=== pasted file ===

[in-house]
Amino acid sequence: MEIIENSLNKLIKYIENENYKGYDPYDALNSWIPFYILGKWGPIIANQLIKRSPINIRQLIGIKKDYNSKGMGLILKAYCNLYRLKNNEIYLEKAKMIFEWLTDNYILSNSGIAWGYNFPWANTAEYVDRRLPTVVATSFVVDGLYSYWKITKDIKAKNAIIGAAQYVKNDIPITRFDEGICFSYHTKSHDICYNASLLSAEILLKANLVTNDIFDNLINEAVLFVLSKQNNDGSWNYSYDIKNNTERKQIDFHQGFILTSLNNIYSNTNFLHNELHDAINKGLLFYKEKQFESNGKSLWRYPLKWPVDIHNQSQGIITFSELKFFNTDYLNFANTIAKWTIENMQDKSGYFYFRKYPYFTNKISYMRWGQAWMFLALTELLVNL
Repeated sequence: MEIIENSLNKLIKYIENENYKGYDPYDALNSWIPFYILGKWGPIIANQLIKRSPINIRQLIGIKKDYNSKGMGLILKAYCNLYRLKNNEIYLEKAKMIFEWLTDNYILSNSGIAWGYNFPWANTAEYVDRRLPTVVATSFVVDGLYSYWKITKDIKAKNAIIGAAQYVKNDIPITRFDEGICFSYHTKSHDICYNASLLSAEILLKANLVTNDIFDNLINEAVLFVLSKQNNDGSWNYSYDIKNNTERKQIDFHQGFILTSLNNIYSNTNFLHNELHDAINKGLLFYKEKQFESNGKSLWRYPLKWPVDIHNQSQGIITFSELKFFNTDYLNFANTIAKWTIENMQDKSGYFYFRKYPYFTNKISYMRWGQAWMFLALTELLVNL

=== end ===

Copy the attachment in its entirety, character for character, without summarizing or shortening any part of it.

[in-house]
Amino acid sequence: MEIIENSLNKLIKYIENENYKGYDPYDALNSWIPFYILGKWGPIIANQLIKRSPINIRQLIGIKKDYNSKGMGLILKAYCNLYRLKNNEIYLEKAKMIFEWLTDNYILSNSGIAWGYNFPWANTAEYVDRRLPTVVATSFVVDGLYSYWKITKDIKAKNAIIGAAQYVKNDIPITRFDEGICFSYHTKSHDICYNASLLSAEILLKANLVTNDIFDNLINEAVLFVLSKQNNDGSWNYSYDIKNNTERKQIDFHQGFILTSLNNIYSNTNFLHNELHDAINKGLLFYKEKQFESNGKSLWRYPLKWPVDIHNQSQGIITFSELKFFNTDYLNFANTIAKWTIENMQDKSGYFYFRKYPYFTNKISYMRWGQAWMFLALTELLVNL
Repeated sequence: MEIIENSLNKLIKYIENENYKGYDPYDALNSWIPFYILGKWGPIIANQLIKRSPINIRQLIGIKKDYNSKGMGLILKAYCNLYRLKNNEIYLEKAKMIFEWLTDNYILSNSGIAWGYNFPWANTAEYVDRRLPTVVATSFVVDGLYSYWKITKDIKAKNAIIGAAQYVKNDIPITRFDEGICFSYHTKSHDICYNASLLSAEILLKANLVTNDIFDNLINEAVLFVLSKQNNDGSWNYSYDIKNNTERKQIDFHQGFILTSLNNIYSNTNFLHNELHDAINKGLLFYKEKQFESNGKSLWRYPLKWPVDIHNQSQGIITFSELKFFNTDYLNFANTIAKWTIENMQDKSGYFYFRKYPYFTNKISYMRWGQAWMFLALTELLVNL